Edward Kasarskis, M.D., Ph.D. is Director of the University of Kentucky ALS Multidisciplinary Clinic in Lexington, Kentucky, professor in the Department of Neurology at the University of Kentucky, and Chief of Neurology at the VA Medical Center in Lexington KY.  

Dealing with Tough Transitions in Care

Dealing with the healthcare system and managing critical periods of transition can be challenging to people with ALS and their caregivers. Here are two organizations that may be helpful:

  • CarePlanners
    • A fee-based service that provides advice on evolving needs, including assessment, 24/7 access to care planning experts, resources, medical billing and Medicare charge experts
    • Founded by Dr. Nancy Snyderman, a surgeon and chief medical expert on NBC News, and Alan Blaustein, a cancer survivor and investor
    • Staffed by nurses, nurse practitioners, social workers, Medicare specialists, insurance billing and claims experts
    • Call 800-989-3588 or visit for more information.
  • National Transitional Care Coalition
    • A nonprofit organization that includes organizations and individuals committed to addressing problems inherent with transitions in care, such as being discharged from a hospital or needing a new level of care
    • Founded in 2006 by the Case Management Society of America
    • Provides information and resources for consumers and health professionals, including a “Patient Bill of Rights During Transition of Care,” a toolkit for hospital discharge and guidelines for a successful hospital stay
    • Visit for more information.


Deciding When to Quit a Job


It’s one of the most challenging questions people with ALS face: how do I know when it’s time for me to resign from my job because of my condition?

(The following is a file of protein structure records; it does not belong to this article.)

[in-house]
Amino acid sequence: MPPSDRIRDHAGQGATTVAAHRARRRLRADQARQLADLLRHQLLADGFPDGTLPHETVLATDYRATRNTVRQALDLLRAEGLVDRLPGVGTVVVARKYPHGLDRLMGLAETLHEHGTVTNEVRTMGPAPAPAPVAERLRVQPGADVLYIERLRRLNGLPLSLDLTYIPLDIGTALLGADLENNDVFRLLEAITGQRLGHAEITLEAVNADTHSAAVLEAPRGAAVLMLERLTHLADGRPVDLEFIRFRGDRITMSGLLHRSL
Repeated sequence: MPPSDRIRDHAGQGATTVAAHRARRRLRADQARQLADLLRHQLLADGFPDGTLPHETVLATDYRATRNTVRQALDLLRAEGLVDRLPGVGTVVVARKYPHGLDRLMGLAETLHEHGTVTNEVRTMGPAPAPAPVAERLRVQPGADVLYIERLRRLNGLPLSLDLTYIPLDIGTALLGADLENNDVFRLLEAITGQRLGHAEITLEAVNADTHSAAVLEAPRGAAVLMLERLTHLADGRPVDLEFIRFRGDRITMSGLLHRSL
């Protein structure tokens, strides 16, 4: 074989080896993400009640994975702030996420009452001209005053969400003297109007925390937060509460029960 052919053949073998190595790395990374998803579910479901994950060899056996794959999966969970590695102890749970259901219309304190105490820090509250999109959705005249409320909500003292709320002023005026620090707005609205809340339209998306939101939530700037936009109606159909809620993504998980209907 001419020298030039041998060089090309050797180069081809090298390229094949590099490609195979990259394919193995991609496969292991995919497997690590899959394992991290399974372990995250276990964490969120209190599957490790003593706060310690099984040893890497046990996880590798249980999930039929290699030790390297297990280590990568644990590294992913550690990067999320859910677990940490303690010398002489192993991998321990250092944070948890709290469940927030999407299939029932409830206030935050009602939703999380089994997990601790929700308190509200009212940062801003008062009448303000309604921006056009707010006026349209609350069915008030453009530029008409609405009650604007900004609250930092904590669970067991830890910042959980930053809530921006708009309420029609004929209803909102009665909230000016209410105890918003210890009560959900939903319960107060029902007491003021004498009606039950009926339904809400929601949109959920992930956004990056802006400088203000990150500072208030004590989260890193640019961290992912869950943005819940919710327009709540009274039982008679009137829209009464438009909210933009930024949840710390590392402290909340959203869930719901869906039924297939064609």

For some, perhaps those near retirement or already thinking of making a change, the decision may not be too difficult. But for many, leaving a work situation can trigger fears about their financial future and a deep sense of loss as they contemplate exiting the work world due to their disability.

The decision often depends on an individual’s occupation. For someone with a desk job, such as an office worker or a writer, it may be possible to continue for quite some time. But for a person who does work that requires travel, prolonged standing, or manual work, it can be difficult and even dangerous to have even slight muscle weakness.

Experts suggest you first talk with your physician about your questions and concerns and get feedback about your best options. The first step might be to talk with your employer to explore whether job modifications or accommodations might help you stay in your role, at least for the time being. You should know that the Americans with Disabilities Act provides certain protections if you decide to stay in your job.

Thinking ahead – and around the corner – is important, especially since the process of getting disability takes time.

Ultimately, deciding when to stop working is a personal decision that depends on a host of factors, including the benefits you get from working (both psychological and financial), the impact and progression of your disease, and the nature of the work you do.

Here are some resources to help make the decision and any transition easier:

                                                                                                      By Barbara Bronson Gray, RN, MN


Participate in these Educational Web Calls

Research Webinar

Hosted by The ALS Association’s Research Department  
January 15, at 1:00 p.m. Pacific Time, 3:00 p.m. Central, 4:00 p.m. Eastern
Click here to view this webinar

Communication Options for Persons Diagnosed with ALS and FTD

Monday, January 28, 2013 at 11 a.m. Pacific, 1 p.m. Central, 2 p.m. Eastern
Speaker:  Alisa Brownlee, ATP, The ALS Association Greater Philadelphia Chapter
Hosted and organized by The ALS Association’s Care Services Department

Call-in toll-free number (US/Canada): 877.668.4490
Session number:    825 686 842
Session password:    Atcall2013

Click here to access this webinar.